Top Threats: The 2013 OutlookExperts Offer Insights on Risk Management
Editor's Note: This piece was created for ISMG's Security Agenda magazine, distributed at RSA Conference 2013.
See Also: 2016 State of Threat Intelligence Study
As security threats evolve, organizations must fine-tune their risk management approaches to reflect the new realities for 2013 and beyond.
"Our systems will never be impenetrable, just like our physical defenses are not perfect, but more can be done to improve them," U.S. Defense Secretary Leon Panetta said in a recent speech about cybersecurity.
Many organizations need to develop a much better understanding of attackers' motivations to help ensure they take appropriate steps, such as implementing the right security controls, to mitigate the risk, security experts says. Plus, many organizations are failing to train staff members on how to recognize the warning signs of an attack so that appropriate responses can be quickly implemented.
And because new versions of malware are exploiting vulnerabilities in outdated operating systems and software, a risk management strategy also must include frequent updates and upgrades of software and systems.
As we enter 2013, security experts say that the top threats are posed by organized crime, hacktivists, nation-states and insiders.
Organized Crime's Motivations
For crime rings, the motivation is simple: fraud. Cybercriminals use keyloggers and ransomware to steal identities, access confidential corporate information and perpetrate financial fraud. And they're developing advanced skills.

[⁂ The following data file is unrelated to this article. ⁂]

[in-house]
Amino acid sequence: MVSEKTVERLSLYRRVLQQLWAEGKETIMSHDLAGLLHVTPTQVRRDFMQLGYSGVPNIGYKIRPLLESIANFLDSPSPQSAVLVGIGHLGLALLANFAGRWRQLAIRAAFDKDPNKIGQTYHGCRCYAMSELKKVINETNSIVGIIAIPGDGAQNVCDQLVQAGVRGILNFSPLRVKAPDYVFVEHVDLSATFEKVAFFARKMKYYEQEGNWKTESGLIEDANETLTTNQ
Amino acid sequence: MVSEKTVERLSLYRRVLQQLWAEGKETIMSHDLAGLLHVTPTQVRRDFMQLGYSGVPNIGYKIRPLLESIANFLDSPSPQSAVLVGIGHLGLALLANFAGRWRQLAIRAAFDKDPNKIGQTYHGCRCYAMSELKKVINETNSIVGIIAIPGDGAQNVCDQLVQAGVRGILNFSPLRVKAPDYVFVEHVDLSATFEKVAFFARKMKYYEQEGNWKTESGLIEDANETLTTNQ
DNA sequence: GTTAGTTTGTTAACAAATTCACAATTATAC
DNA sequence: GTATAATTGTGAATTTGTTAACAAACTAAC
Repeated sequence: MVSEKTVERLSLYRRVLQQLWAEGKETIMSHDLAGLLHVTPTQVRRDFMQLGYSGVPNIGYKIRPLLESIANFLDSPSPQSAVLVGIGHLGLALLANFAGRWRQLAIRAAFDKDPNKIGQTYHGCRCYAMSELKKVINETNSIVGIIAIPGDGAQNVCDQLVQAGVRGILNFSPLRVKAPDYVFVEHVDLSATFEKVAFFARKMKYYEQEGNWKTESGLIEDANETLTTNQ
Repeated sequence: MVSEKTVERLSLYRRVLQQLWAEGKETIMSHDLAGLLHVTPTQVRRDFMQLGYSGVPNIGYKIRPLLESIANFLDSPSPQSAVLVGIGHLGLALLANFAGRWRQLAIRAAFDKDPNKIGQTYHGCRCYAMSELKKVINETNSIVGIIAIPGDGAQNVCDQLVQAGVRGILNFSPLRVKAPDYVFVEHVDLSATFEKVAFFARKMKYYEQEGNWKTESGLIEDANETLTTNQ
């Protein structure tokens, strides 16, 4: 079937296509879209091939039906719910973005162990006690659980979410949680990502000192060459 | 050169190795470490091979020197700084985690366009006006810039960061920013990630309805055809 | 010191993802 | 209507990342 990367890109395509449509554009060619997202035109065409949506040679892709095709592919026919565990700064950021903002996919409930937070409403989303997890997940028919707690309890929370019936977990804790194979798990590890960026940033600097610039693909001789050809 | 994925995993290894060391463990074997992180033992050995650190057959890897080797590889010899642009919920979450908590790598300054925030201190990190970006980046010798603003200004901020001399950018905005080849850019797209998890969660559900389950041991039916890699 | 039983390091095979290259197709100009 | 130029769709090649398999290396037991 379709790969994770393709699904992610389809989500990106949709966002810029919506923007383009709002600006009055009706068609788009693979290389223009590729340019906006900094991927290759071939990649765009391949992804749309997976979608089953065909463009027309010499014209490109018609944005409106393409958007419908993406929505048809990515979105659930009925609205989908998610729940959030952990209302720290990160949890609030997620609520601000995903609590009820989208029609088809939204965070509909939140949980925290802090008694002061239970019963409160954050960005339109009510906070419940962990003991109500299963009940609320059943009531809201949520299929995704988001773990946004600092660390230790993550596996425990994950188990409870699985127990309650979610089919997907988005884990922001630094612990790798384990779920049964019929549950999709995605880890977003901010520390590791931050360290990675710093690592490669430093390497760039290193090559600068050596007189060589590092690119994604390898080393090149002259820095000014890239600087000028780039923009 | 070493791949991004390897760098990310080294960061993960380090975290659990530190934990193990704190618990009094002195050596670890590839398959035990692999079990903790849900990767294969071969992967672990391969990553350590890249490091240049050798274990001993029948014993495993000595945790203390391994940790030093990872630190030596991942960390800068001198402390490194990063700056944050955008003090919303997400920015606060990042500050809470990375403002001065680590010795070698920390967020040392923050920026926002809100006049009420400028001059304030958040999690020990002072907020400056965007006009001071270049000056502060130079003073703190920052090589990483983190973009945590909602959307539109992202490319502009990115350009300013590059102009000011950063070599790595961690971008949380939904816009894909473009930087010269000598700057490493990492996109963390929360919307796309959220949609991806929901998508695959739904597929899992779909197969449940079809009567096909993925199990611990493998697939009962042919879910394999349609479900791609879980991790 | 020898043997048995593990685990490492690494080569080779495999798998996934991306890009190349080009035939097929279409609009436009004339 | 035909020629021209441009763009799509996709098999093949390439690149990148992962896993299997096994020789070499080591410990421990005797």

In August, the Federal Bureau of Investigation issued a warning about attacks that rely on a new type of malware known as Citadel. Attacks targeting consumers had been launched with ransomware feigning to be from the FBI.
While Citadel, a keylogger, worked in the background, the ransomware locked consumers' computers and then demanded they pay a fine. Unsuspecting consumers were persuaded to provide payment card details and other personally identifiable information.
Hacktivists Want Attention
Hacktivists wage attacks against well-known brands for political and social attention. Groups using distributed-denial-of-service attacks - including Anonymous, which has taken credit for attacks against Citigroup, Sony, PayPal, Amazon and others, and Izz ad-Din al-Qassam Cyber Fighters, which has attacked leading U.S. banks - have attracted international attention. Experts warn that hacktivists could be backed by crime rings or nation-states.
"These groups are trying to make a point, and they're incredibly efficient at it," says Wade Baker, director of risk intelligence at Verizon. "They're using different methods. They seem to be adapting to the response set up by the targeted entity."